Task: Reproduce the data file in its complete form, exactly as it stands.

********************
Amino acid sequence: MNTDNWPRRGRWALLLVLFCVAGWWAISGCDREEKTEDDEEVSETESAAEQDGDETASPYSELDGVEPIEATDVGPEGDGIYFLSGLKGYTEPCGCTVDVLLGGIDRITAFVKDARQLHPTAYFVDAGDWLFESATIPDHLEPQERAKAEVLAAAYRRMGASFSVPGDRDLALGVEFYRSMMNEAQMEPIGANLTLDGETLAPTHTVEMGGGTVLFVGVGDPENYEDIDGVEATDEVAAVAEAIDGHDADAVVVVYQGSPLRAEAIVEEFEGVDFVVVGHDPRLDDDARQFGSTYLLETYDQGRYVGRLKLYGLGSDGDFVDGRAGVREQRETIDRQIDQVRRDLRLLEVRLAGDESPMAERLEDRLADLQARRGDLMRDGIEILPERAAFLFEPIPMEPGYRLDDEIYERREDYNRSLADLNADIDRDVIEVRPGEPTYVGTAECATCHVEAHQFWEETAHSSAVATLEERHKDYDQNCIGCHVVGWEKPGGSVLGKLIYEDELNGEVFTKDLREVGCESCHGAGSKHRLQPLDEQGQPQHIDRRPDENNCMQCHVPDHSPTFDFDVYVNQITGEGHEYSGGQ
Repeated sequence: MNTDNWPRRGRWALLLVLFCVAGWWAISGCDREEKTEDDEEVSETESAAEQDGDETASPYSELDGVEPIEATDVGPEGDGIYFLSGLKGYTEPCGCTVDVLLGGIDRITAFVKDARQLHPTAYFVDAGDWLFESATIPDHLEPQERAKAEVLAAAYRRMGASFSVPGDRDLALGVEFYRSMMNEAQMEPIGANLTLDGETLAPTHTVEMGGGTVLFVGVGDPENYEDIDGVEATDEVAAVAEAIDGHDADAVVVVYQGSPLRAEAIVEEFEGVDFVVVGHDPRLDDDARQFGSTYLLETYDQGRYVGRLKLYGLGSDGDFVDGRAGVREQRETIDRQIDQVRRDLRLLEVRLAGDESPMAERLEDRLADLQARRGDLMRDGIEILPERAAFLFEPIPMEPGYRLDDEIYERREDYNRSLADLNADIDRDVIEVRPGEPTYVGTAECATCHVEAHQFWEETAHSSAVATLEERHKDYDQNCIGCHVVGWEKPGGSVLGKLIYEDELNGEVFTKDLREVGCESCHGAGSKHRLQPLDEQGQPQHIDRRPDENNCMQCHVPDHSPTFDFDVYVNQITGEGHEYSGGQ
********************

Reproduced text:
Amino acid sequence: MNTDNWPRRGRWALLLVLFCVAGWWAISGCDREEKTEDDEEVSETESAAEQDGDETASPYSELDGVEPIEATDVGPEGDGIYFLSGLKGYTEPCGCTVDVLLGGIDRITAFVKDARQLHPTAYFVDAGDWLFESATIPDHLEPQERAKAEVLAAAYRRMGASFSVPGDRDLALGVEFYRSMMNEAQMEPIGANLTLDGETLAPTHTVEMGGGTVLFVGVGDPENYEDIDGVEATDEVAAVAEAIDGHDADAVVVVYQGSPLRAEAIVEEFEGVDFVVVGHDPRLDDDARQFGSTYLLETYDQGRYVGRLKLYGLGSDGDFVDGRAGVREQRETIDRQIDQVRRDLRLLEVRLAGDESPMAERLEDRLADLQARRGDLMRDGIEILPERAAFLFEPIPMEPGYRLDDEIYERREDYNRSLADLNADIDRDVIEVRPGEPTYVGTAECATCHVEAHQFWEETAHSSAVATLEERHKDYDQNCIGCHVVGWEKPGGSVLGKLIYEDELNGEVFTKDLREVGCESCHGAGSKHRLQPLDEQGQPQHIDRRPDENNCMQCHVPDHSPTFDFDVYVNQITGEGHEYSGGQ
Repeated sequence: MNTDNWPRRGRWALLLVLFCVAGWWAISGCDREEKTEDDEEVSETESAAEQDGDETASPYSELDGVEPIEATDVGPEGDGIYFLSGLKGYTEPCGCTVDVLLGGIDRITAFVKDARQLHPTAYFVDAGDWLFESATIPDHLEPQERAKAEVLAAAYRRMGASFSVPGDRDLALGVEFYRSMMNEAQMEPIGANLTLDGETLAPTHTVEMGGGTVLFVGVGDPENYEDIDGVEATDEVAAVAEAIDGHDADAVVVVYQGSPLRAEAIVEEFEGVDFVVVGHDPRLDDDARQFGSTYLLETYDQGRYVGRLKLYGLGSDGDFVDGRAGVREQRETIDRQIDQVRRDLRLLEVRLAGDESPMAERLEDRLADLQARRGDLMRDGIEILPERAAFLFEPIPMEPGYRLDDEIYERREDYNRSLADLNADIDRDVIEVRPGEPTYVGTAECATCHVEAHQFWEETAHSSAVATLEERHKDYDQNCIGCHVVGWEKPGGSVLGKLIYEDELNGEVFTKDLREVGCESCHGAGSKHRLQPLDEQGQPQHIDRRPDENNCMQCHVPDHSPTFDFDVYVNQITGEGHEYSGGQ